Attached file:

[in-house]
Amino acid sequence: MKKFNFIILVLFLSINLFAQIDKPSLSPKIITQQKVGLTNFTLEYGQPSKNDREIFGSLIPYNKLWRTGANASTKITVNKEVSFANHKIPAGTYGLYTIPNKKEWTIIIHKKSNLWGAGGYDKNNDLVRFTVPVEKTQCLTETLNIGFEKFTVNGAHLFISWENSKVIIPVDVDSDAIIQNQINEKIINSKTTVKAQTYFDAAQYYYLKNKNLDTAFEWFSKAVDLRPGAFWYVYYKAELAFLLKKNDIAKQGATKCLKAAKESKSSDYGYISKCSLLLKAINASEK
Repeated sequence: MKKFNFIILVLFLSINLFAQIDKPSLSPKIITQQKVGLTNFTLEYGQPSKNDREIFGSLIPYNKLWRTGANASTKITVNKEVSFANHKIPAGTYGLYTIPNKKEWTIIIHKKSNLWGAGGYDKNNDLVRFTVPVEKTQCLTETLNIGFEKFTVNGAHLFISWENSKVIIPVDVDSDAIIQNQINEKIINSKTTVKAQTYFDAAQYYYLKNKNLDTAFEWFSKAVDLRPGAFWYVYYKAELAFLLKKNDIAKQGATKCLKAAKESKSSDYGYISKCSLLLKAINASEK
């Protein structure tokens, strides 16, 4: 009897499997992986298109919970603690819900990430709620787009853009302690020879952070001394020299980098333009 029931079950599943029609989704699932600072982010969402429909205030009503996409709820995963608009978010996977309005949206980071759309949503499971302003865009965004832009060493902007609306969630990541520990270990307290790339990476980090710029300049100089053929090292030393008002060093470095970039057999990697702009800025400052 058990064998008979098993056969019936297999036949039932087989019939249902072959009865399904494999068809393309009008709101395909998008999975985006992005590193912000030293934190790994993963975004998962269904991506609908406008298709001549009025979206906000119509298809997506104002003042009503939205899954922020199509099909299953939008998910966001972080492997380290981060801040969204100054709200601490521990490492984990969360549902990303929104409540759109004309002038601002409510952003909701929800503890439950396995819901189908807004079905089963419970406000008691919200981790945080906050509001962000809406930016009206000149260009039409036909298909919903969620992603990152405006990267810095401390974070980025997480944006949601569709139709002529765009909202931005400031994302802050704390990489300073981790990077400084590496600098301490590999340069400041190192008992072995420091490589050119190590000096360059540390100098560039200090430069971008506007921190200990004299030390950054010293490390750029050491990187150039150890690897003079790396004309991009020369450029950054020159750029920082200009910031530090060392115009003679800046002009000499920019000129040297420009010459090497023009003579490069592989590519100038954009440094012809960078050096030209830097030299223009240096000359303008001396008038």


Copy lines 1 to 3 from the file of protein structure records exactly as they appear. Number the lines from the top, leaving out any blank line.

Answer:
[in-house]
Amino acid sequence: MKKFNFIILVLFLSINLFAQIDKPSLSPKIITQQKVGLTNFTLEYGQPSKNDREIFGSLIPYNKLWRTGANASTKITVNKEVSFANHKIPAGTYGLYTIPNKKEWTIIIHKKSNLWGAGGYDKNNDLVRFTVPVEKTQCLTETLNIGFEKFTVNGAHLFISWENSKVIIPVDVDSDAIIQNQINEKIINSKTTVKAQTYFDAAQYYYLKNKNLDTAFEWFSKAVDLRPGAFWYVYYKAELAFLLKKNDIAKQGATKCLKAAKESKSSDYGYISKCSLLLKAINASEK
Repeated sequence: MKKFNFIILVLFLSINLFAQIDKPSLSPKIITQQKVGLTNFTLEYGQPSKNDREIFGSLIPYNKLWRTGANASTKITVNKEVSFANHKIPAGTYGLYTIPNKKEWTIIIHKKSNLWGAGGYDKNNDLVRFTVPVEKTQCLTETLNIGFEKFTVNGAHLFISWENSKVIIPVDVDSDAIIQNQINEKIINSKTTVKAQTYFDAAQYYYLKNKNLDTAFEWFSKAVDLRPGAFWYVYYKAELAFLLKKNDIAKQGATKCLKAAKESKSSDYGYISKCSLLLKAINASEK